I stared down the fancy instrument panel of the $80 coffee machine, as if staring it down would make the “Clean” light turn off on its own. I had already punched the button, glowing a yellow-orange back at me, no less than a dozen times, but it refused to turn off.
I hadn’t even wanted this fancy coffee pot, or the fancy one we’d had before that, the one that decided it was better off without a power button that worked. I had wanted to keep the no-frills one that I’d kept back in my no-frills, one-bedroom apartment on the Missouri side of Kansas City. But no, when my boyfriend and I moved in together in Johnson County, on the Kansas side, where the air was crisp, we had to get the fancy coffee pot. The first fancy coffee pot broke after a year.
“How much are you willing to spend on a coffee pot?” This was the question he asked me when it came time to throw the brushed nickel finish monstrosity in the garbage. I longed for the black plastic Sunbeam I had inherited from a cousin who’d, in true Johnson County fashion, upgraded to a fancier model.
“Not much,” I’d told him. Forty dollars, max. When he came home with the Mr. Coffee Optimal Brew Thermal coffee maker, also in brushed nickel finish, I had to counter with a question of my own.
“How much was this?” I asked, ripping the shrink wrap from the tiny components in the box that was twice as big as the coffee maker, on account of all the Styrofoam.
“Eighty bucks,” he said, nonchalantly. He’d thought I meant forty dollars apiece. Not forty dollars total.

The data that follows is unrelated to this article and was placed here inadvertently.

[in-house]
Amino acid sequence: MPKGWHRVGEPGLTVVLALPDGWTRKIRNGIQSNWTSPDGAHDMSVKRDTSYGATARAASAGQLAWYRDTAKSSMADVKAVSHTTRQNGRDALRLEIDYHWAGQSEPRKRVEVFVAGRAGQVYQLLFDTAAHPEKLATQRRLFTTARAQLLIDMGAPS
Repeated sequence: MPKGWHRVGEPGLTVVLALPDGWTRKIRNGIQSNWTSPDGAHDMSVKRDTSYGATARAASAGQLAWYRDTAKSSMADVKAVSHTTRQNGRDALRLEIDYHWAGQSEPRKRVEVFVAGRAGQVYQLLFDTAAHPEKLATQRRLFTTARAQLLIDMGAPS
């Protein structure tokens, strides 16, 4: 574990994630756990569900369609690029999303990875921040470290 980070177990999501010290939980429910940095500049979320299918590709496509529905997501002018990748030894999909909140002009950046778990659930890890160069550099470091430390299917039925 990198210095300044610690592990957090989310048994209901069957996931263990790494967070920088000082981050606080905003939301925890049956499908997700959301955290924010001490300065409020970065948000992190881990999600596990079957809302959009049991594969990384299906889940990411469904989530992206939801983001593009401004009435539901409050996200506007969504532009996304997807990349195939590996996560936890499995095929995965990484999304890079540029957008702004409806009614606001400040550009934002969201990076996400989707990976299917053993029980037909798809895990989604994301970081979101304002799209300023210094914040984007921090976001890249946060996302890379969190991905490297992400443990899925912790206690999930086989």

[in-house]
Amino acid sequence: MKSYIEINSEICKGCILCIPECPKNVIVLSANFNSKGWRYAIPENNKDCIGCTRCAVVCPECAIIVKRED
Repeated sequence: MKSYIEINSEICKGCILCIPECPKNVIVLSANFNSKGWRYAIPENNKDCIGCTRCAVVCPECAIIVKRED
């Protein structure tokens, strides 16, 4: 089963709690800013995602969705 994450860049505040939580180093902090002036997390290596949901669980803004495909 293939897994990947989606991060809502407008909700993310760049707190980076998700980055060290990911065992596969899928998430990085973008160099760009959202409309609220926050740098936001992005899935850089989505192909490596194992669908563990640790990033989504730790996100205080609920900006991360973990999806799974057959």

Now, within a month a purchase, the Mr. Coffee Optimal Brew Thermal coffee maker was throwing me a warning that he needed to be cleaned. And he would not be silenced.
“I can’t get this light to go off,” I yelled down the builder beige painted hallway. He strode up, half-asleep, and began pressing the clean button with the same vigor I had shown moments earlier. Meanwhile, I heard Mr. Coffee spew what it thought was a dirty, vile liquid into the thermal carafe. When that didn’t immediately, miraculously work, he began pressing the other available slimline buttons on the slick instrument panel. I could’ve killed for my old on/off switch.
Mr. Coffee announced that it was done brewing the dirty pot of coffee with the three high-pitched beeps I would normally be listening to from my home office down the hall, just 10 minutes after rolling out of bed, brushing my teeth, putting on a bra, running a brush through my hair, and taking the dog out to piss. This was the baseline for a standard workday, when I wasn’t stuck in the kitchen, fighting with the coffee maker.
He shrugged and unplugged the cord from the wall, the crimps from the twist-tied confinement in the box still wavy on the too-short power cord.
“I don’t know,” he shrugged again. Caltech education in action, I thought to myself.
I poured myself a cup and took a tentative sip.
“Tastes fine to me.”
He followed suit, pouring the hot, normal-looking liquid right up to the Sharpie-drawn line in the Starbucks Lenticular Tumbler mug he took on his stop-and-go trip to the office every morning.